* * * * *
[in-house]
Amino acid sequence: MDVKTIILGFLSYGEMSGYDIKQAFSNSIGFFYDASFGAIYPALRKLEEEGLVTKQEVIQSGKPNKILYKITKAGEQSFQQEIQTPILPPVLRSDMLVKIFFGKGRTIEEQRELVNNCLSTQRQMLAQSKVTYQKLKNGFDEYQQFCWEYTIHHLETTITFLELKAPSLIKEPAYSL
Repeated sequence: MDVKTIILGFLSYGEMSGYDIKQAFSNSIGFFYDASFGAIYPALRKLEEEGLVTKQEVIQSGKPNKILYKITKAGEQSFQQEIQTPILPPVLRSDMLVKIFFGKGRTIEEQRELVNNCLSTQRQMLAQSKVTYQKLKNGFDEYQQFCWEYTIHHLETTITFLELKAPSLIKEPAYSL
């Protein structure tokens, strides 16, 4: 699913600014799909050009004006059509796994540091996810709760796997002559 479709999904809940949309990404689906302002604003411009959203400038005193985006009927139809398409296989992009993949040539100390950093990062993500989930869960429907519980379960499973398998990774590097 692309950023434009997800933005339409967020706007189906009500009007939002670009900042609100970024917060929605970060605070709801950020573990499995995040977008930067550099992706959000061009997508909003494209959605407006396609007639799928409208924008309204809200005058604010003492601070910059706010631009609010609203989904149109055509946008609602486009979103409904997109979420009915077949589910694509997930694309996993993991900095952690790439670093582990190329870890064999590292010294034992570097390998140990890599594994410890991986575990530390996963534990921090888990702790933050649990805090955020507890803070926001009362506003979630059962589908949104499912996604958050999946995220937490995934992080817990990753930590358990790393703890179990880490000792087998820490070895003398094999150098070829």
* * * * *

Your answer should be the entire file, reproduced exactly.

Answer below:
[in-house]
Amino acid sequence: MDVKTIILGFLSYGEMSGYDIKQAFSNSIGFFYDASFGAIYPALRKLEEEGLVTKQEVIQSGKPNKILYKITKAGEQSFQQEIQTPILPPVLRSDMLVKIFFGKGRTIEEQRELVNNCLSTQRQMLAQSKVTYQKLKNGFDEYQQFCWEYTIHHLETTITFLELKAPSLIKEPAYSL
Repeated sequence: MDVKTIILGFLSYGEMSGYDIKQAFSNSIGFFYDASFGAIYPALRKLEEEGLVTKQEVIQSGKPNKILYKITKAGEQSFQQEIQTPILPPVLRSDMLVKIFFGKGRTIEEQRELVNNCLSTQRQMLAQSKVTYQKLKNGFDEYQQFCWEYTIHHLETTITFLELKAPSLIKEPAYSL
């Protein structure tokens, strides 16, 4: 699913600014799909050009004006059509796994540091996810709760796997002559 479709999904809940949309990404689906302002604003411009959203400038005193985006009927139809398409296989992009993949040539100390950093990062993500989930869960429907519980379960499973398998990774590097 692309950023434009997800933005339409967020706007189906009500009007939002670009900042609100970024917060929605970060605070709801950020573990499995995040977008930067550099992706959000061009997508909003494209959605407006396609007639799928409208924008309204809200005058604010003492601070910059706010631009609010609203989904149109055509946008609602486009979103409904997109979420009915077949589910694509997930694309996993993991900095952690790439670093582990190329870890064999590292010294034992570097390998140990890599594994410890991986575990530390996963534990921090888990702790933050649990805090955020507890803070926001009362506003979630059962589908949104499912996604958050999946995220937490995934992080817990990753930590358990790393703890179990880490000792087998820490070895003398094999150098070829």